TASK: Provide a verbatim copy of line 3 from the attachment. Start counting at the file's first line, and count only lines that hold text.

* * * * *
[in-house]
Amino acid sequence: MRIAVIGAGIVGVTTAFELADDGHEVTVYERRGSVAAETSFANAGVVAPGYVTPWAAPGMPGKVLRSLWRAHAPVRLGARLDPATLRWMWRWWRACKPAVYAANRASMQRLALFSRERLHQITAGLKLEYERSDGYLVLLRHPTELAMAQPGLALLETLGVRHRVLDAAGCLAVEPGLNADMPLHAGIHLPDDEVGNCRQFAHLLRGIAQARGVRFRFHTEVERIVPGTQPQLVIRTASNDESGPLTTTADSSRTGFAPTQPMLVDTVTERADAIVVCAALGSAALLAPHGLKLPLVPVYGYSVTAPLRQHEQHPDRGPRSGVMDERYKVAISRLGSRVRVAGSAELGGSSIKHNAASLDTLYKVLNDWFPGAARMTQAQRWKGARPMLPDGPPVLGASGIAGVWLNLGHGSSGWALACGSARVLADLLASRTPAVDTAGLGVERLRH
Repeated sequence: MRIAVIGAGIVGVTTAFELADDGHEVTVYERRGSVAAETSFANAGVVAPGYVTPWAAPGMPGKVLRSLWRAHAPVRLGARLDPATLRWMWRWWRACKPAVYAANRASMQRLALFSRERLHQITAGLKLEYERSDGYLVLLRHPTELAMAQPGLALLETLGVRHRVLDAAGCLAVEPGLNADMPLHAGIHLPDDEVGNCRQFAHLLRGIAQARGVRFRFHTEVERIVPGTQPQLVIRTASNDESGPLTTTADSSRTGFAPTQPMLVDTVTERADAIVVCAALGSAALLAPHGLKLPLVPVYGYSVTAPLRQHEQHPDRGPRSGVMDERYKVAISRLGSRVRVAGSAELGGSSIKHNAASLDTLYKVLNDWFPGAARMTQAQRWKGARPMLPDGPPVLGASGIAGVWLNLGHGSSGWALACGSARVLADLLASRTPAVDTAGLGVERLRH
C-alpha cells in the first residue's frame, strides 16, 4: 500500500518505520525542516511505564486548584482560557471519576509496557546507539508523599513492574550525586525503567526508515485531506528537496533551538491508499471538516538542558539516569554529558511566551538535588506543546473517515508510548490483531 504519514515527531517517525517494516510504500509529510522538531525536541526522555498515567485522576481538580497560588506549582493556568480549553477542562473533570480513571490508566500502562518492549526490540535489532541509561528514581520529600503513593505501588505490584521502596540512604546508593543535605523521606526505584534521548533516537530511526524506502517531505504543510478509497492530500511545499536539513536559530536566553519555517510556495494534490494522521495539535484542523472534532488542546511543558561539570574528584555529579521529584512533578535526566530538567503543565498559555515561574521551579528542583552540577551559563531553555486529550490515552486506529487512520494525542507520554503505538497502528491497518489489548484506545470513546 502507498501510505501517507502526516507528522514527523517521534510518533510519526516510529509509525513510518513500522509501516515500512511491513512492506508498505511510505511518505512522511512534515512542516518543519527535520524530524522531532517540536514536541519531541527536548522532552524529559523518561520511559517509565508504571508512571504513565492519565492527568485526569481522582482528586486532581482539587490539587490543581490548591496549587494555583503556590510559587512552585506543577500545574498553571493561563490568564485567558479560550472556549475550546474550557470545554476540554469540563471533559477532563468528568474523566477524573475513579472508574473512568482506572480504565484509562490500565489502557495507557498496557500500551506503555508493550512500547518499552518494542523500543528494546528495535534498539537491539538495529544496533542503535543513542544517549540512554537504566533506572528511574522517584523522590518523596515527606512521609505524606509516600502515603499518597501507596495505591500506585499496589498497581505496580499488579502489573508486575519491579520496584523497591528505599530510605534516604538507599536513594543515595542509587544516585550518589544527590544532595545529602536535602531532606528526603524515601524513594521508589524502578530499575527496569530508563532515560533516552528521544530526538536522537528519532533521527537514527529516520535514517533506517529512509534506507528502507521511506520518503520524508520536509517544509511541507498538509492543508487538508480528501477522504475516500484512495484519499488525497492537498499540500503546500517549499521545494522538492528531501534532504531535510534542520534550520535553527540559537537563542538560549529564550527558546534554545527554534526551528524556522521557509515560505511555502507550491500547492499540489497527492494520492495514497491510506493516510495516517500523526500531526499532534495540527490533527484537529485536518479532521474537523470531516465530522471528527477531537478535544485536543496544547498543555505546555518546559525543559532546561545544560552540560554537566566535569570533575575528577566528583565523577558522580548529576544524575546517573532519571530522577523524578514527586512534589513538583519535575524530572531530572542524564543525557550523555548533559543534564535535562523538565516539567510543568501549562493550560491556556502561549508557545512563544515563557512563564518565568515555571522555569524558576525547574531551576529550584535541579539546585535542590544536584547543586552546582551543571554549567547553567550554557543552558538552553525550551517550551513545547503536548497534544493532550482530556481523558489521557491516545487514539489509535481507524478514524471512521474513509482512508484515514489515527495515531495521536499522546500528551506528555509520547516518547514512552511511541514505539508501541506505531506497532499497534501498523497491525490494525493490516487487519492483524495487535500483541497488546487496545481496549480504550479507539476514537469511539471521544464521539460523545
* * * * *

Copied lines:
Repeated sequence: MRIAVIGAGIVGVTTAFELADDGHEVTVYERRGSVAAETSFANAGVVAPGYVTPWAAPGMPGKVLRSLWRAHAPVRLGARLDPATLRWMWRWWRACKPAVYAANRASMQRLALFSRERLHQITAGLKLEYERSDGYLVLLRHPTELAMAQPGLALLETLGVRHRVLDAAGCLAVEPGLNADMPLHAGIHLPDDEVGNCRQFAHLLRGIAQARGVRFRFHTEVERIVPGTQPQLVIRTASNDESGPLTTTADSSRTGFAPTQPMLVDTVTERADAIVVCAALGSAALLAPHGLKLPLVPVYGYSVTAPLRQHEQHPDRGPRSGVMDERYKVAISRLGSRVRVAGSAELGGSSIKHNAASLDTLYKVLNDWFPGAARMTQAQRWKGARPMLPDGPPVLGASGIAGVWLNLGHGSSGWALACGSARVLADLLASRTPAVDTAGLGVERLRH